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Report of the Palliative Care Fellowship to the Faculty of
Biosciences and the Teaching Hospital, Universidad
Austral, Buenos Aires, Argentina.
An IAHPC Travelling Fellowship
Dr. Bruno Gagnon

The invitation to the Faculty of Biosciences and the Teaching Hospital of the Universidad Austral had the very interesting objective to evaluate the possibilities of incorporating PC principles and knowledge to all level of patient care and academic activities.  This faculty is very young with only few years of activities.  The great advantage is that all faculty members are enthusiastic and determined to create an instrument to improve care for any patients with any medical condition.  This commitment is primordial, as the faculty desires to influence positively the whole culture of care within the country and outside the country.  For this reason, the faculty members wanted to incorporate as soon as possible PC principles and knowledge as they understand that PC is now part of good medicine and should be accessible to all patients in need of PC whatever their medical diagnosis.
 As shown in the Table 1, during my trip, I had the opportunity to influence this institution at all levels.  There were two priorities: 1) To teach the present medical and nursing (and other disciplines) staffs about PC principles and basic knowledge, with the hope of encouraging them to look for more opportunities to train and to incorporate into their practice PC; 2) To meet with the principal decision makers at the academic and clinical levels.
 I was impressed by the enthusiasm raised by the different teaching activities that I had the opportunity to be involved with.  Clearly, the physicians, nurses, pastoral agents, etc. are sensitive to the patient's distresses and were quite aware of the limitations of present medicine to meet them.  Many concerns regarding ethical decision processes regarding the opportunities of specific diagnostic tests and therapeutic interventions in end-of-life care, specific symptom management issues, communication with patients and family members, team work, etc. were voiced. There was a constructive spirit and a desire to learn more and better solutions.  The staffs were not afraid of expressing very personal difficulties and crisis in an open discussion for the benefice to all.  In a very short time, I was able to grasp relatively well the real challenges they had to face and to provide some elements of solution and orientation.  Clearly, all the staff was quite receptive.  It was a very attractive milieu.  Some medical staff had expressed the desire to look for further training opportunities, especially among the youngest ones.  As they have the responsibility to care for the sickest and the terminally ill patients-  they realised quickly how PC training may improve their ability to care for these patients.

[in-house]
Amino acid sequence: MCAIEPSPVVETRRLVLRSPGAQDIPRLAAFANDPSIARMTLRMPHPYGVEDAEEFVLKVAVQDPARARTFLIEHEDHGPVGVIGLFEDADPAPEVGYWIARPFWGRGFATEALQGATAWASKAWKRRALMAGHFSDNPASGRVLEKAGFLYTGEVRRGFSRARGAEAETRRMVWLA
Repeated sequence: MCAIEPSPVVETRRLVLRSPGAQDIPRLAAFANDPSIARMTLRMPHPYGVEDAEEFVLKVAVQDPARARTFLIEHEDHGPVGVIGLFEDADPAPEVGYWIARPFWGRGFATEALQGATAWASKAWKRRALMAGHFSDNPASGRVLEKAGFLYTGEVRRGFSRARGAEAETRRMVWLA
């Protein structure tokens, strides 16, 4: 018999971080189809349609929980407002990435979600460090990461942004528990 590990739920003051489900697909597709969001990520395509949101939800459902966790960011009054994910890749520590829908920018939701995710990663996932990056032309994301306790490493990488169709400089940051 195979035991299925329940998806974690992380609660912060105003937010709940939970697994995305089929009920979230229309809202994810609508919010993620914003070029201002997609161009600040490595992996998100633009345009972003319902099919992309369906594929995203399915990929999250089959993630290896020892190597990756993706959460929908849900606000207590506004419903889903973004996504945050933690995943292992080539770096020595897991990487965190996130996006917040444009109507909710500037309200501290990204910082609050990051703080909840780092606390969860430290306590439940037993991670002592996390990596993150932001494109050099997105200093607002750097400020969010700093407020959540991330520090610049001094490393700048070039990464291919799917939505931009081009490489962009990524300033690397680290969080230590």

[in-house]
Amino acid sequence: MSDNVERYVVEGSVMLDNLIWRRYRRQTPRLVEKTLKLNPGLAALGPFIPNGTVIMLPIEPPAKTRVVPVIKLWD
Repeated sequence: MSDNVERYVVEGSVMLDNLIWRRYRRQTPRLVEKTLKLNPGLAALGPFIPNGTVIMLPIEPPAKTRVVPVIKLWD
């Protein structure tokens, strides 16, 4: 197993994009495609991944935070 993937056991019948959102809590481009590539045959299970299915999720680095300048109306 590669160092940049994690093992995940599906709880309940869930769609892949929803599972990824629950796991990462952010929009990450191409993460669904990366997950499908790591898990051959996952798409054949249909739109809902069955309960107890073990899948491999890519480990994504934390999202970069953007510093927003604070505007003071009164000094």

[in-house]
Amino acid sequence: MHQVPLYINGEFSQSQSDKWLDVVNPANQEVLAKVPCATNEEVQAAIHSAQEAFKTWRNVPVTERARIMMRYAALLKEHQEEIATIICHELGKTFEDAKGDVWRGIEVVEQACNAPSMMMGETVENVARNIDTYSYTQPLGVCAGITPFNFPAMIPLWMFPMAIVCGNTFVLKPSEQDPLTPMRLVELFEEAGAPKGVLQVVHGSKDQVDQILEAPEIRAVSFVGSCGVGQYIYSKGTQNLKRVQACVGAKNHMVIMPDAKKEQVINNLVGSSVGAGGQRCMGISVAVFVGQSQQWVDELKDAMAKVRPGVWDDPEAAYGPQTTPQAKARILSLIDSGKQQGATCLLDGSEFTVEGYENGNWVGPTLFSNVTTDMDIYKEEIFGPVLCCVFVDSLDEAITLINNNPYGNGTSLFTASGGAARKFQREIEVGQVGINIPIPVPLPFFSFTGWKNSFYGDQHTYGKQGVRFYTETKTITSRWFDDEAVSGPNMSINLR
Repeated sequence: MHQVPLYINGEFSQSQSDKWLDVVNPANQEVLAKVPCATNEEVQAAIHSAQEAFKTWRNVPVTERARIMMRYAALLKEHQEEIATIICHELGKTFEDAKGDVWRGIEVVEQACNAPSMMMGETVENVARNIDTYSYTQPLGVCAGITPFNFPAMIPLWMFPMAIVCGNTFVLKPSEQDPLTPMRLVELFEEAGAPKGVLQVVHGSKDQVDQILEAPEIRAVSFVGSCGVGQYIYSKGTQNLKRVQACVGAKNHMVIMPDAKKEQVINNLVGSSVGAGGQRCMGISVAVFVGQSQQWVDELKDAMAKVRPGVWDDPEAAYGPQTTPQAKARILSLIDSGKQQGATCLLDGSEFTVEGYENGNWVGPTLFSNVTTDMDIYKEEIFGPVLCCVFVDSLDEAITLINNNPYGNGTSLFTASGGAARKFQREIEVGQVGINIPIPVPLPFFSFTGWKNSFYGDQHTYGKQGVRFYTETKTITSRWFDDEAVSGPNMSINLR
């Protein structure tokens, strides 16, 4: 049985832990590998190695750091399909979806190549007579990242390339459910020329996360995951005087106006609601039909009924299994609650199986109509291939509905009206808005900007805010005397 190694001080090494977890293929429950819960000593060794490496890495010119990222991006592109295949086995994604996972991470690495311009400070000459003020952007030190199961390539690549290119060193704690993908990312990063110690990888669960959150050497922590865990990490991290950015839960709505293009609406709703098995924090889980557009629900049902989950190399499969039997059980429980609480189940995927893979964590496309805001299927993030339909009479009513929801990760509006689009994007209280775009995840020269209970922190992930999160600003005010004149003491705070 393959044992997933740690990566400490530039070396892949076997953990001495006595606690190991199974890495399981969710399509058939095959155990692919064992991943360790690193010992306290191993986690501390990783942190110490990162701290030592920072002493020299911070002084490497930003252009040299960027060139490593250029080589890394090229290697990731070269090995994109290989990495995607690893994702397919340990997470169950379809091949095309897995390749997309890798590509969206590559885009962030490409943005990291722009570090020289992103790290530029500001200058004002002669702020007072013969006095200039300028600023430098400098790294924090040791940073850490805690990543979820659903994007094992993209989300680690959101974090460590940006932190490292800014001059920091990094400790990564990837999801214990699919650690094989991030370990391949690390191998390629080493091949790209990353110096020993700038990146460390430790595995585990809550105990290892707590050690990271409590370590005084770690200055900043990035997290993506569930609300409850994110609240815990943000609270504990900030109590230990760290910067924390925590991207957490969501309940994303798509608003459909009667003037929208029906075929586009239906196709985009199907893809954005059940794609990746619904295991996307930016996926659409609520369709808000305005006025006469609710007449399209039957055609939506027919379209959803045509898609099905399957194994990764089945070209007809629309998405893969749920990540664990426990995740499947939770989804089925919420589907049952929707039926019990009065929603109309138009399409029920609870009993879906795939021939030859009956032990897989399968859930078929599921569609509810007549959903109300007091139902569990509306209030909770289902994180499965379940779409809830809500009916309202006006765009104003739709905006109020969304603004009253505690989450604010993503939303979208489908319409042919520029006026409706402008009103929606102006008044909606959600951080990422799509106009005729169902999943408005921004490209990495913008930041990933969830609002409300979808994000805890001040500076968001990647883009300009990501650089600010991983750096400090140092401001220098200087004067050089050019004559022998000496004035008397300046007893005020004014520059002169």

However, the real surprise came during the different workshops with the board of directors.  All of them and specially Dr. Di Lucca understood the value of PC for a young hospital trying to create a caring milieu at the beginning of the 21st century.  While they are clearly interested in providing excellent opportunities for saving patient life like transplant program, top quality intensive care unit, etc., they realise that patients also die and best care should be provided to them.  In their short existence as an institution, they have the experience that failing to provide good end-of-life care leads to unnecessary suffering of patients and families, futile uses of diagnostic tests and therapeutic interventions, demoralizing experiences for the staff and false ethical debates through lack of understanding of the real issues at hands.  Concrete suggestions were made of the importance of a PC team, and at some later date, a complete PC service. The importance of offering home PC consultant services by the hospital was constructive and lead to many  suggestions.  Opportunities for further training and research were an important part of this fellowship and will lead to collaborative works in the future. 
The plan for the next 5 years is hopefully to return for further teaching activities and to keep close contact through collaborative research projects and exchange of opinions.
Dr. Bruno Gagnon

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